When thinking of a tower, the first monuments that come to mind are the Scottish brochs, all of which are now in a ruinous state, and whose function is still not fully understood. But this does not fit the ‘destruction and dramatic change’ aspect of the card. Thus we must look elsewhere for an interpretation.

It has been suggested that the coming of the Romans was a factor in the building of the brochs as fortified strongholds. Whether this is the case or no, the Roman period was certainly a time of dramatic change in Britain, and for at least two major settlements, a time of unexpected loss and ruin, and a new start.

I’m talking of course of the destruction wrought by the Queen of the Iceni, Boudicca, upon the towns of Camulodonum (Colchester) and Verulamium (modern day St Albans).

A section of Roman Wall, alongside the River Ver.

We have reported in the past on a project to geo-survey the area within and around Verulamium, which provides a good indication of the extent of the town at the time of the attack. The town, of course, had a new start and was later rebuilt to become an important centre for the church. St Albans Abbey, the remains of the Roman town in nearby Verulamium Park and the associated museum are all well worth a visit.

Which heritage site would you associate with this card?

See our other subjective Tarot interpretations here.

Several years ago (May 2012 to be precise), we posited a mobile app that would allow visitors to heritage sites to report any damage or details of other heritage crimes direct to the appropriate authorities. Heritage crime is any offence which targets the historic environment.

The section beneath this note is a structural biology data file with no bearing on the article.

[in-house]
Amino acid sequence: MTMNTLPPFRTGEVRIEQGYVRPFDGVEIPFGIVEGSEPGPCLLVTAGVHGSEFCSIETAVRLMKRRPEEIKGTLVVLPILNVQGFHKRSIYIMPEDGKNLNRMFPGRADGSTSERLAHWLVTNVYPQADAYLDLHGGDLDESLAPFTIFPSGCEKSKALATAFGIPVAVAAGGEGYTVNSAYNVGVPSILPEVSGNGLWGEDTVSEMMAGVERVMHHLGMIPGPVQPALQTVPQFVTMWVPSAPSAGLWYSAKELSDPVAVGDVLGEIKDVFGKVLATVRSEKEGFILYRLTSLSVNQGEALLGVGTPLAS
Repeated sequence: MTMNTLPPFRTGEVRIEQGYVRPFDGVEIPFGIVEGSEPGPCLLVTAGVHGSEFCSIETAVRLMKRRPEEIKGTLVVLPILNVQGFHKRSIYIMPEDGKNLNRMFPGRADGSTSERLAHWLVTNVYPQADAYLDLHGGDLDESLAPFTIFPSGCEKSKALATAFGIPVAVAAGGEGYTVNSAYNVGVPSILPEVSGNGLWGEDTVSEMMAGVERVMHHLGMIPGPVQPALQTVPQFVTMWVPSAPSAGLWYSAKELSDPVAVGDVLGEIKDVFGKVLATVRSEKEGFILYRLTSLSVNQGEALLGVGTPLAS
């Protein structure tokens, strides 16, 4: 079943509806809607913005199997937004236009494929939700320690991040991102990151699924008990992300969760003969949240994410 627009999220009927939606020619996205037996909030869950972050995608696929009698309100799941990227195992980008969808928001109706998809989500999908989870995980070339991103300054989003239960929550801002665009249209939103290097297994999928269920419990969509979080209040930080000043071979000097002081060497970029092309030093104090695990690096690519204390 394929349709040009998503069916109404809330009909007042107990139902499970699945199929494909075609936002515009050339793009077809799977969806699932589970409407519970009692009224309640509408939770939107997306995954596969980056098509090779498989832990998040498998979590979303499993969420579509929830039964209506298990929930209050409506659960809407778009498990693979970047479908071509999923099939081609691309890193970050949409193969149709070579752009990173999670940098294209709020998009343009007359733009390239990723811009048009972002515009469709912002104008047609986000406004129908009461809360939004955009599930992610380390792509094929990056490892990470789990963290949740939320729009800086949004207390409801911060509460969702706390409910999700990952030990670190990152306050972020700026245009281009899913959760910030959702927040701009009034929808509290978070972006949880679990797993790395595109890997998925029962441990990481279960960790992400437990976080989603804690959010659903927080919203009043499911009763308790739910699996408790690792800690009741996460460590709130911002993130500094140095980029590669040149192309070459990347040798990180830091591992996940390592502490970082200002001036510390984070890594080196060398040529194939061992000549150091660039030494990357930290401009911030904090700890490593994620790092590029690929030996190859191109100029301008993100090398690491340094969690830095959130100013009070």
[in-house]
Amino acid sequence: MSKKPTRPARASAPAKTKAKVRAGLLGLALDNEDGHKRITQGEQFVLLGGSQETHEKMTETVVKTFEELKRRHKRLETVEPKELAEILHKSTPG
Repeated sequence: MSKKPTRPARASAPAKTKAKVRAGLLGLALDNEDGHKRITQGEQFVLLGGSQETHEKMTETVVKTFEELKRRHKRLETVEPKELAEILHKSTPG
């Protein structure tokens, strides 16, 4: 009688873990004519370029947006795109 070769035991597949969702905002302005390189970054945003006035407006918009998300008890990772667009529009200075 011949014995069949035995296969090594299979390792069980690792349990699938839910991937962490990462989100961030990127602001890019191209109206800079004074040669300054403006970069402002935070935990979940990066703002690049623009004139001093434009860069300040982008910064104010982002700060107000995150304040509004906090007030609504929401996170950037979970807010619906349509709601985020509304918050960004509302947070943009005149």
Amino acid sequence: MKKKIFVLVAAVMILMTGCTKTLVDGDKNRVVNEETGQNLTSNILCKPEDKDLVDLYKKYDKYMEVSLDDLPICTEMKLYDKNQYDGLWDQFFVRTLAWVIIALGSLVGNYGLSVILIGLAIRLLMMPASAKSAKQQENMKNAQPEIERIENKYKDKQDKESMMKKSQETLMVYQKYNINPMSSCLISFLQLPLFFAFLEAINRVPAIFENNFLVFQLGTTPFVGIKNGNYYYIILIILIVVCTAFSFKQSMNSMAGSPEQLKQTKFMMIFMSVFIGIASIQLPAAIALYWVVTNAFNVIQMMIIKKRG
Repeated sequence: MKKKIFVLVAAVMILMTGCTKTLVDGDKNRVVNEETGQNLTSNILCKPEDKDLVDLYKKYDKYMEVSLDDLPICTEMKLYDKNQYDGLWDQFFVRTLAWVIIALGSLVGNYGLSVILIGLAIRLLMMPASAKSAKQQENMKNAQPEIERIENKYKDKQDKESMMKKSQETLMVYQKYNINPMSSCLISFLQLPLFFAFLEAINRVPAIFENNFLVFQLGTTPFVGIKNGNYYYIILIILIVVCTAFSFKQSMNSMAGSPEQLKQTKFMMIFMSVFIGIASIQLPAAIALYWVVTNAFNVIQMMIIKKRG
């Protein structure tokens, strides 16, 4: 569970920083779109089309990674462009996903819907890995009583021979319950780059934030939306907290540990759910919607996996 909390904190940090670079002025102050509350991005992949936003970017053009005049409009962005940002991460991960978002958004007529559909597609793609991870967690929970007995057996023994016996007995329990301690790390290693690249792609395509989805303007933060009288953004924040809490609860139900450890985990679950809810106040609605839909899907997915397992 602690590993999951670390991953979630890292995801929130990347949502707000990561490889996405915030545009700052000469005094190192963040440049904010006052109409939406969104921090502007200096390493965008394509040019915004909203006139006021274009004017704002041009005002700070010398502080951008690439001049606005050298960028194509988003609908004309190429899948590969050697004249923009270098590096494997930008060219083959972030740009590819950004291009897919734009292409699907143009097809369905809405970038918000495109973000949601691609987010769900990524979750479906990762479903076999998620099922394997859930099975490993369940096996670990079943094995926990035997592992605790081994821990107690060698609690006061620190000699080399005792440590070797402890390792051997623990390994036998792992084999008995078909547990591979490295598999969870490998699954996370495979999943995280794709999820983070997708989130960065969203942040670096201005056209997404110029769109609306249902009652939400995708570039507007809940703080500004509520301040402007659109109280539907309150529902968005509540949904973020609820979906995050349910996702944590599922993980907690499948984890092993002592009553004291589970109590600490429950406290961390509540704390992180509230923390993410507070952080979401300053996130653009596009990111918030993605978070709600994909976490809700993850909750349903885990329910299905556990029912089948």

We spent some time thinking about the design of such an app, and how it could work in practice; what functionality would be necessary or desirable, how the lines of reporting would work, and so on. We received a couple of feedback comments to say that a couple of groups were also researching such a thing, but sadly we did not have the resources (or the skills and experience) to take the idea any further ourselves. And we never heard back from those commenters about any progress on their work.

However, an app has recently come to our attention that would appear to meet many of our suggested requirements. Historic England in partnership with Country Eye has made reporting heritage crime quick and easy with a free app. The app looks to be potentially useful according to the introductory video:

After downloading, the app requires the user to register, with the usual details; name, email address, postcode and mobile phone number. Sadly, we were unable to progress beyond this point as every attempt to register was met with a 404 error. This may be due to the app’s one serious shortcoming: it is (currently?) only valid for users in the county of Kent. As we tried to register with a non-Kent postcode, this may have led to the error.

Despite our failure to be able to give the app a tryout for review, it’s encouraging to finally see an attempt by the market to provide something which we first envisaged six years ago. We can only hope that the wider Kentish population becomes aware of the app and that its use is successful in reducing heritage crime in the area.

But dare we hope that this app, or something very similar, will become available on a nationwide basis in the not too distant future?

As we continue drawing the cards from our Tarot deck, in hopes of using the cards’ meanings to subjectively identify suitable prehistoric monuments, the next card drawn is The World, card XXI of the Major Arcana.

The World: “Certainty, Completion, Positive, Reward, Satisfaction

What better illustrates the world than a circle? A circular horizon, encompassing all that can be seen, the whole world from a single point. There are so many wonderful stone circles to choose from but in this instance, we head north to Cumbria, and the Sunkenkirk circle at Swinside.

Image © George Hopkins via http://www.geograph.co.uk

Walking the track for a mile or so from the nearest road is certainly satisfying as the circle comes into view and grows larger as you approach it.

Which heritage site would you associate with this card?

Via Twitter, our attention was recently drawn to a project that looks to be of interest, primarily to those in the north of the UK, but also to anyone with an interest in the cultural overlap between Britain and Scandinavia.